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30 May 2024

Australia has one of the highest rates of food allergies in the world, with more than 1.5 people living with a food allergy — and they’re on the rise. There has been a 51 per cent increase in anaphylaxis presentations to emergency departments over the past 5 years, growing to more than 11,500 per year.  

This Food Allergy Week (26 May – 1 June), Allergy and Anaphylaxis Australia shines a spotlight on the increased risk of an allergic reaction when eating out of the home, with the theme ‘Eating Out: Always Ask, Always Tell’. Professor Andreas Lopata, Head of AITHM’s Molecular Allergy Research Laboratory (MARL), said increasing the understanding of food allergies in the community is essential to protect those at risk of fatal reactions. 

“People, including those who prepare and serve food and those with allergies, need to be aware of how to avoid allergic reactions and how to manage them when they do occur,” he says.

“There are steps that can be taken to reduce the risk of eating out. First, always remember to carry an EpiPen, especially if you are known to have severe reactions. Second, be sure to clearly communicate allergies to whoever is cooking; if at a restaurant, tell waiters about the allergy and ask about what is in dishes, particularly in relation to condiments and sauces.”

Through MARL, Professor Lopata and his team are actively involved in supporting the increasing number of people developing food allergies during their lifetime.

“Shellfish and fish allergies are the leading cause of severe food allergic reactions in Australia, and JCU is the number one institution in the world to work on these allergies: they are a focus of the MARL group, and we are working with many different companies and institutions to develop improved diagnostics and therapeutic treatments,” Professor Lopata says.

In particular, Professor Lopata and the MARL team work closely with the Centre for Food Allergy Research (CFAR) in Australia, which is funded by the National Health and Medical Research Council (NHMRC) and was recently once again recognised as a Centre of Excellence by the World Allergy Organisation.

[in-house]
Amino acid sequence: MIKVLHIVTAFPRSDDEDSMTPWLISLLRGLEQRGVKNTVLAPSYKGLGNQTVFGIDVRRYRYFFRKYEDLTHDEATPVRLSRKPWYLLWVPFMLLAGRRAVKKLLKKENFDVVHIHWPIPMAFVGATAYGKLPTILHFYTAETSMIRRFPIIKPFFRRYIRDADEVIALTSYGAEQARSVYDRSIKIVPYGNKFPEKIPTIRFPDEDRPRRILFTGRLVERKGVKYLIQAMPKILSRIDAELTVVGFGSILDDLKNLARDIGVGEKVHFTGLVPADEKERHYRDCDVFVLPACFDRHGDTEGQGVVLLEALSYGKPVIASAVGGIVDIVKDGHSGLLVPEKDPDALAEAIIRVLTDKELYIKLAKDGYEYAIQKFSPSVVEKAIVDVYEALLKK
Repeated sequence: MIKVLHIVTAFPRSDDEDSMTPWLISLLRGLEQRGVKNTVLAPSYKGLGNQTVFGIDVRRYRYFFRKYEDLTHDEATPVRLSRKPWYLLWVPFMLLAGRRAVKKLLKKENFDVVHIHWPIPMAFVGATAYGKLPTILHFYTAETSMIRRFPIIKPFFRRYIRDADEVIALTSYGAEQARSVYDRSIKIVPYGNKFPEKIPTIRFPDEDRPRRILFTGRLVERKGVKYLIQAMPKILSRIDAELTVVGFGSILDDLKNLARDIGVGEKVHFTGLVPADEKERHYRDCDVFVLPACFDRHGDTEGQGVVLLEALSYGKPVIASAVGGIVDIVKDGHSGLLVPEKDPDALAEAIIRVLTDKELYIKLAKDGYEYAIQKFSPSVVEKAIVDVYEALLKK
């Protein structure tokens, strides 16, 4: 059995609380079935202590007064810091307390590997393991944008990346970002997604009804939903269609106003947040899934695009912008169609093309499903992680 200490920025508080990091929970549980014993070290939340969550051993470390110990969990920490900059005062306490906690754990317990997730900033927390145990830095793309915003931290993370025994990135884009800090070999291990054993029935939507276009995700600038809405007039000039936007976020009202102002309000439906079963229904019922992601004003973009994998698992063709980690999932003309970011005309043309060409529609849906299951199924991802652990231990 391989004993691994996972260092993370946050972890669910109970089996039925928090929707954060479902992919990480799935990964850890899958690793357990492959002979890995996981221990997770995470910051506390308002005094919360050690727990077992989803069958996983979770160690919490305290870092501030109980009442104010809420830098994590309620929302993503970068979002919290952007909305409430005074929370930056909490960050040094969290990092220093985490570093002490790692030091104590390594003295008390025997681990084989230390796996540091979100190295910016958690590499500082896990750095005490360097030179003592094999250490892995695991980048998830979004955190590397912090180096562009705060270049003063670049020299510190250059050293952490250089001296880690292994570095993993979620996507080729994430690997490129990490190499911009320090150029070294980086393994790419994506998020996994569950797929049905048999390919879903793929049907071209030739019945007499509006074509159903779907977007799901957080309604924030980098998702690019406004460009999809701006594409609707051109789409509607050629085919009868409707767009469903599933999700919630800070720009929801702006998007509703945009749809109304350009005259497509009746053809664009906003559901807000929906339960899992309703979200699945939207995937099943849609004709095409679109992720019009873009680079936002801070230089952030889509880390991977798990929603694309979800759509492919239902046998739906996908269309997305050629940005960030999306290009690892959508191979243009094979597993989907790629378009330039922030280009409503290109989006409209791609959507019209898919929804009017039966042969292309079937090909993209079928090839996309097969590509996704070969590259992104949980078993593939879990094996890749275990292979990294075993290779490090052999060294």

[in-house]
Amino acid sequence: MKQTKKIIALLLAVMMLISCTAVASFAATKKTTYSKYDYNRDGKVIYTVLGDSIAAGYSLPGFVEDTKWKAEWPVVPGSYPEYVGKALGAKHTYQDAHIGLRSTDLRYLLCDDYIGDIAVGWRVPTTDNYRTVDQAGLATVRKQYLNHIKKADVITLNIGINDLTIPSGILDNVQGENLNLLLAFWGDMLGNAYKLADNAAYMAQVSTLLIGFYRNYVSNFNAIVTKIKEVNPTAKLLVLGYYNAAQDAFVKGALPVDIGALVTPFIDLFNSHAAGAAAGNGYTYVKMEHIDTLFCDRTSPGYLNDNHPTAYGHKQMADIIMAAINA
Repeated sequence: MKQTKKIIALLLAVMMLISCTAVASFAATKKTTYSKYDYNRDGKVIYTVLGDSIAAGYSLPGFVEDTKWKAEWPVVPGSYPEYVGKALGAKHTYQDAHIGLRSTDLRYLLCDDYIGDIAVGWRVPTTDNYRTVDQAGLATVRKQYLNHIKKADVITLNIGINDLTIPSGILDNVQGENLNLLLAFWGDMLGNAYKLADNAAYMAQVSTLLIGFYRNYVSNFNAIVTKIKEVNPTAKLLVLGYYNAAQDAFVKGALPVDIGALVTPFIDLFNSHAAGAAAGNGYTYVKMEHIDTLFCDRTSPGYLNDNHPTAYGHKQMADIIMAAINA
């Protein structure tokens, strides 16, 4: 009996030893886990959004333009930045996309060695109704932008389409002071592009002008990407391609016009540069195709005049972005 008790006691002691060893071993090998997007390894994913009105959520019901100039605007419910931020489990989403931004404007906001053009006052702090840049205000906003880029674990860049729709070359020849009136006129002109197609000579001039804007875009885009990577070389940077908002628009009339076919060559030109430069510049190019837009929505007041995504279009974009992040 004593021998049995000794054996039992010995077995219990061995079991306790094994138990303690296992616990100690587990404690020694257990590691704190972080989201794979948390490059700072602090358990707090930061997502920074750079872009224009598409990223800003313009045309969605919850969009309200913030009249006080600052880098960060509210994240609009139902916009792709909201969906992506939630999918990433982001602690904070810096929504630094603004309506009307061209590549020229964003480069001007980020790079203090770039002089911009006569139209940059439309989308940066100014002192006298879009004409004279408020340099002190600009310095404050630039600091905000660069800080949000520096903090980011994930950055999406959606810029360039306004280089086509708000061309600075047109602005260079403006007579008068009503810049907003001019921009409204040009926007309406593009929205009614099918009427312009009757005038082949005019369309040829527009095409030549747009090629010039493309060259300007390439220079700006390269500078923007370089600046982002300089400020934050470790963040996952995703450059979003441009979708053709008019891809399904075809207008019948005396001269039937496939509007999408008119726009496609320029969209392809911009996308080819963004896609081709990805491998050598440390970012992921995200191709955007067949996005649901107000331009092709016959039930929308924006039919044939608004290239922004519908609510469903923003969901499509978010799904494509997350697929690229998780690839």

“We also work closely with the JCU Singapore campus and are collaborating with the National University Hospital (NUH) in Singapore to develop the first immunotherapy for prawns,” he says. Immunotherapy involves giving patients small quantities of an allergen over a long period of time, so the body gradually builds a resistance to the food. 

“This method of treatment has the best long-lasting effects and has been successfully used for years on inhalant allergens like pollen. But it was only as recent as last year that it was trialled for food allergens and the first therapeutic was develop for peanut allergies,” Professor Lopata says.

“In Singapore, prawn and shellfish allergies are the number one allergen amongst children and adults. So, we are working with the NUH to identify patients and define the type of prawn species that will be best utilised to develop an immunotherapy. Together with the hospital, we have also put in a grant application for over $1 million in funding to further this research.”

Evidence suggests that there is an increased prevalence of seafood allergy in countries where seafood consumption is high. Therefore, fish and shellfish are some of the most anaphylactic food sources in the Asia region. The diagnostic and treatment work conducted by Professor Lopata and his team in Singapore is crucial, as it leads to improved patient management benefiting not only Singapore but also neighbouring countries with high rates of allergies. 

“Singapore is the gateway to Asia, where half a billion people reside. So, it is important that we have Higher Degree Research (HDR) students and postdocs actively involved in allergy research in Singapore that then has strong ties to allergy research in Australia,” he says.

Discover more about MARL. 

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